Steve Daly
January 05, 2001 AT 05:00 AM EST

LORETTA YOUNG 1.6.1913 — 8.12.2000

— Born Gretchen Michaela Young. ”Gretch,” as friends and family called her, was an upwardly mobile 22-year-old starlet when she made the worst career move imaginable in 1930s Hollywood: She got pregnant by a married costar (Clark Gable). In an era when studios enforced morality clauses in contracts, out-of-wedlock babies were instant deal breakers. Unwilling to have an abortion, Young pretended that her daughter, Judy Lewis, was adopted. Young finally publicly acknowledged Lewis was her biological daughter in an authorized biography, published posthumously last November. It was a fittingly long-repressed capper to a career that turned on Young’s sexy appeal in paradoxically sweet roles, including the holiday-TV staple The Bishop’s Wife (1947) and her Oscar-nominated turn as a nun in Come to the Stable (1949). These homey pageants of religious uplift complemented Young’s devout Roman Catholicism off screen, but some sniffed at the symmetry. ”I think Loretta alienated some people,” says biographer Joan Wester Anderson. ”They called her ‘Saint Loretta.”’ Still, most of the public remembers Young pirouetting in chic gowns as she introduced her weekly anthology TV series, which ran from 1953 to 1961. The show helped reshape her image as a movie-screen saint into that of household-name glamour gal. ESSENTIAL WORK A Night to Remember (1943), The Stranger (1946), The Farmer’s Daughter (1947)

JEAN PETERS 10.15.1926 — 10.13.2000

— Born Elizabeth Jean Peters. At the height of her career as a foil to such headliners as Tyrone Power (Captain from Castile), Peters often had to fend off fans. But she had a great dodge. ”Are you Jean Peters?” the fans would ask. She’d answer, ”Who is Jean Peters?” The question seemed prophetic once the Ohio-bred beauty — who came to Hollywood after winning a screen test — married Howard Hughes in the mid-’50s. She soon became nearly as reclusive as he. Though Peters made TV appearances after their 1971 divorce, she’s best remembered as a contract player whose plucked-from-the-heartland arc epitomized studio-manufactured stardom. ESSENTIAL WORK Pickup on South Street (1953)

CLAIRE TREVOR 3.8.1909 — 4.8.2000

— Born Claire Wemlinger. Specializing in hard-boiled dames, Trevor played many a frowsy-blowsy moll. ”She was one of my best lessons in acting,” recalls Ricardo Montalban, who appeared with her in 1952’s My Man and I. Indeed, the way his Khan character plagued Captain Kirk was nothing compared with the needlings Trevor doled out. A magnificent tirade against Edward G. Robinson’s mobster in 1948’s Key Largo won her a Best Supporting Actress Oscar. Trevor lamented that she never graduated to glossier leads, but it’s her very air of world-weariness in such B-movie greats as Raw Deal (1948) that made her a second-banana touchstone. ESSENTIAL WORK Stagecoach (1939), Murder, My Sweet (1944)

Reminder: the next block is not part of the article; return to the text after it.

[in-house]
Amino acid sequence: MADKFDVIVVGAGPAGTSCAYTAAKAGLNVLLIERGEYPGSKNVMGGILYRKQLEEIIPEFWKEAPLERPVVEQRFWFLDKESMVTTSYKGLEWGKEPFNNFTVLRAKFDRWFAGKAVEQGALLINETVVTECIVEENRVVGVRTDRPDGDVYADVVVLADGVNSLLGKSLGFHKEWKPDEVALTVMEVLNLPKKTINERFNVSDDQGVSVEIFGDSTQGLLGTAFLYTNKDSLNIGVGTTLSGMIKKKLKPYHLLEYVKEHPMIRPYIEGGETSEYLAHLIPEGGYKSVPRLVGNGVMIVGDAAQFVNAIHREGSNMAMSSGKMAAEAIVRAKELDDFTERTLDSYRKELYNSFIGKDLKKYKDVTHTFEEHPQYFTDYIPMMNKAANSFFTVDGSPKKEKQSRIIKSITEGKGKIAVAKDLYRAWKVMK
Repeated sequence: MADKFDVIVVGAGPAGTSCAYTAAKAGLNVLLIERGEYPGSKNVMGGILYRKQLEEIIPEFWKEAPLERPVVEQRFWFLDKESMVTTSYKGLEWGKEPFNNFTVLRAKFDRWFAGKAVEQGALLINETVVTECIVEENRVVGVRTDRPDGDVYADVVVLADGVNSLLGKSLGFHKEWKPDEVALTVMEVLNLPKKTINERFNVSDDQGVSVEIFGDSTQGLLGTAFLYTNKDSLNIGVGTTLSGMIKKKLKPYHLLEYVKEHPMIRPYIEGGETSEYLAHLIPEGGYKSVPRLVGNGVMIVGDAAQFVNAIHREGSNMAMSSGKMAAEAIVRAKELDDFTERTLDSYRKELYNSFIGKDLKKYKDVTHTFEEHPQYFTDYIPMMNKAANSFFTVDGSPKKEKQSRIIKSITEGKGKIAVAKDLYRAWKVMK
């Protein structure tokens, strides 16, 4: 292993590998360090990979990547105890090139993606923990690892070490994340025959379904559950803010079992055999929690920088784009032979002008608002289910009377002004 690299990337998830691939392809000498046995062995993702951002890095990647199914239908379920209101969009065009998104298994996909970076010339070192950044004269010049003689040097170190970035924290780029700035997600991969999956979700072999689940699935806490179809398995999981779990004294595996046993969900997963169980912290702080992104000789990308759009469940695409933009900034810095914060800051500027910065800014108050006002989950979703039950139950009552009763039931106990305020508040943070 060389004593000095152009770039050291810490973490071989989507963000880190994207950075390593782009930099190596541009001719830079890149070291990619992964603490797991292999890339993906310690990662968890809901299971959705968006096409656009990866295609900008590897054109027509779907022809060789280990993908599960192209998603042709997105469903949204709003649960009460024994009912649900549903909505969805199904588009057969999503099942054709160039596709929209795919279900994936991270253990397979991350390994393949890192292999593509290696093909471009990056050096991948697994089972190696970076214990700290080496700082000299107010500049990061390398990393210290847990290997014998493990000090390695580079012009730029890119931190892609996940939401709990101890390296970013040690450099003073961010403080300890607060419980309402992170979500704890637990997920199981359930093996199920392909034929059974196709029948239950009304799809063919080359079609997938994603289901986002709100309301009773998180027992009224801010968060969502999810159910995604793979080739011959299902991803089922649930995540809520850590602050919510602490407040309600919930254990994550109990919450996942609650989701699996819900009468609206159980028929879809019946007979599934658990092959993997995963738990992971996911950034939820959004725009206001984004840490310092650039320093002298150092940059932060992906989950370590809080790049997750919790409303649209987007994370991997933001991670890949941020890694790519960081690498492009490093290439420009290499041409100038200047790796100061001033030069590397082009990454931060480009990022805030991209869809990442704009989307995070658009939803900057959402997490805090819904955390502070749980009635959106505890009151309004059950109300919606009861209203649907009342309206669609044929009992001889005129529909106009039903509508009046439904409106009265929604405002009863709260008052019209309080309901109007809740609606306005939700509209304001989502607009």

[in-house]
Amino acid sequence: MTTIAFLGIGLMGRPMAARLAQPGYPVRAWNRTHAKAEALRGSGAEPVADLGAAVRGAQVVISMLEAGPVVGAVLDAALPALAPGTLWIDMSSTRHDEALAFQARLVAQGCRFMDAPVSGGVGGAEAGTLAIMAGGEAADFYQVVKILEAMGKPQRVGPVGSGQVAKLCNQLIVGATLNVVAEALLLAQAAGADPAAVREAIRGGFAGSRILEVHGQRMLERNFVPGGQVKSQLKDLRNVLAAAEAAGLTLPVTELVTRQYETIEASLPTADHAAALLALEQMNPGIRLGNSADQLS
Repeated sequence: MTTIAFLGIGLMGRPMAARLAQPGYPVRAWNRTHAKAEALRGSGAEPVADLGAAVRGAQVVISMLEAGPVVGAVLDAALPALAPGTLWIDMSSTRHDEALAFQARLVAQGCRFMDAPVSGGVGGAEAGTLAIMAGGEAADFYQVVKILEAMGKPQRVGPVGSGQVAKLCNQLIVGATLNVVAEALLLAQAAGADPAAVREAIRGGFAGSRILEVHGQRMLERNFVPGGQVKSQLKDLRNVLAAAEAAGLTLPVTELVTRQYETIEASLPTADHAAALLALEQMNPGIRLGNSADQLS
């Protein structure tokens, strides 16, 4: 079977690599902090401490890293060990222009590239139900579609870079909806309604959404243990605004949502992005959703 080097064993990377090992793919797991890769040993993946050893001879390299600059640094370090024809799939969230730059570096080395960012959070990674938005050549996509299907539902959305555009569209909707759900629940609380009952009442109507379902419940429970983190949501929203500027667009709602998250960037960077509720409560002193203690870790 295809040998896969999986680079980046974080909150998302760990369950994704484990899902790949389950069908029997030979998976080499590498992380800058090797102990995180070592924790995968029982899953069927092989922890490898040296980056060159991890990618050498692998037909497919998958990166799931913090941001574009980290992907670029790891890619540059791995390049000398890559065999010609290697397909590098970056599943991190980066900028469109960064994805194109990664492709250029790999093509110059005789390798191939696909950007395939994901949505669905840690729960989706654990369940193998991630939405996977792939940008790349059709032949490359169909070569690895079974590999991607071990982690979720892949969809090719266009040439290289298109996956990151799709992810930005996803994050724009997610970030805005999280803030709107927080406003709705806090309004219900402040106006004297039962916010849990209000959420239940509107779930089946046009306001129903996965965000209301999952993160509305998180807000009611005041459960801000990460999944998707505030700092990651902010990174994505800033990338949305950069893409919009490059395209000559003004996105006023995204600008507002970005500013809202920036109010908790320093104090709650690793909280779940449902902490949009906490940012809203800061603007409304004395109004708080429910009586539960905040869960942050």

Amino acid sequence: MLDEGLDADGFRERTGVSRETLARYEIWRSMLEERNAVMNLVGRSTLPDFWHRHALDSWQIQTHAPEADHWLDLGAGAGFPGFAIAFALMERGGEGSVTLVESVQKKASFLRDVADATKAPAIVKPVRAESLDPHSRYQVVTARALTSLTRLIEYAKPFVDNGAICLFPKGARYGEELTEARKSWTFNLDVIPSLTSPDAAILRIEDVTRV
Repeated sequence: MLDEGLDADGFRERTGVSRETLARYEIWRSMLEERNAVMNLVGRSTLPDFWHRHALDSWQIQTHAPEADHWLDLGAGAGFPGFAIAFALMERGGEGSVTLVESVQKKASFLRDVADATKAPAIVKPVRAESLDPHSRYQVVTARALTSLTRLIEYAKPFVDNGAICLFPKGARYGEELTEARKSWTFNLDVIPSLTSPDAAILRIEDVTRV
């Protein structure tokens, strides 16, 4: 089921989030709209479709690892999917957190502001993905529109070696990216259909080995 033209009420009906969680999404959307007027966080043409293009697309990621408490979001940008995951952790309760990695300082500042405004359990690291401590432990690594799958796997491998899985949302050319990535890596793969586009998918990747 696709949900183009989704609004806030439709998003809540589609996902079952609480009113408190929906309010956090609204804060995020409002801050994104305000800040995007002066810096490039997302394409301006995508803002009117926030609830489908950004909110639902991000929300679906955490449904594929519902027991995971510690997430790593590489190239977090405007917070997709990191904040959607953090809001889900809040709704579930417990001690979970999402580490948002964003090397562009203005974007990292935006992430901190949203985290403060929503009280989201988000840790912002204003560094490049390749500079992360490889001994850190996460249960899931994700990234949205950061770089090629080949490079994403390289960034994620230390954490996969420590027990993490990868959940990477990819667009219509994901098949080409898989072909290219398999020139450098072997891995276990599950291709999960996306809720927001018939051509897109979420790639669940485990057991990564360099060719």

RICHARD FARNSWORTH 9.1.1920 — 10.6.2000

— In the mid-’70s, expert rider Farnsworth was ready to hang up his spurs after nearly four decades of stunt work in about 300 movies and TV shows. Then his wife convinced him he should ignore worries about his dyslexia and take his first major speaking role for director Alan J. Pakula in the 1978 Western Comes a Horseman. What a career giddyup that turned out to be: Farnsworth lassoed a Best Supporting Actor nod, and a late-blooming star was born. In February 2000, he became the oldest Best Actor nominee ever for his soulful work in The Straight Story. All those years of standing in for taciturn types (he doubled for Henry Fonda in 1957’s The Tin Star) gave Farnsworth an outward stoicism that played perfectly against the charm and impish good humor that he broadcast through his sparkling blue eyes. What you saw on screen in his gentlemanly roles — he despised the cussin’ he had to do for tougher parts — was pretty much unfiltered Farnsworth. ”He was such a cowboy in real life,” says Megan Follows, who played the titular orphan opposite Farnsworth in the 1986 miniseries Anne of Green Gables. ”He wore boots and cut-tight jeans and a big old belt buckle and a cowboy hat and a bolo tie.” Gables writer-producer Kevin Sullivan concurs: ”His charisma came from the fact that he let his own soul shine through in his characters.” ESSENTIAL WORK Comes a Horseman (1978), The Grey Fox (1982), The Straight Story (1999)

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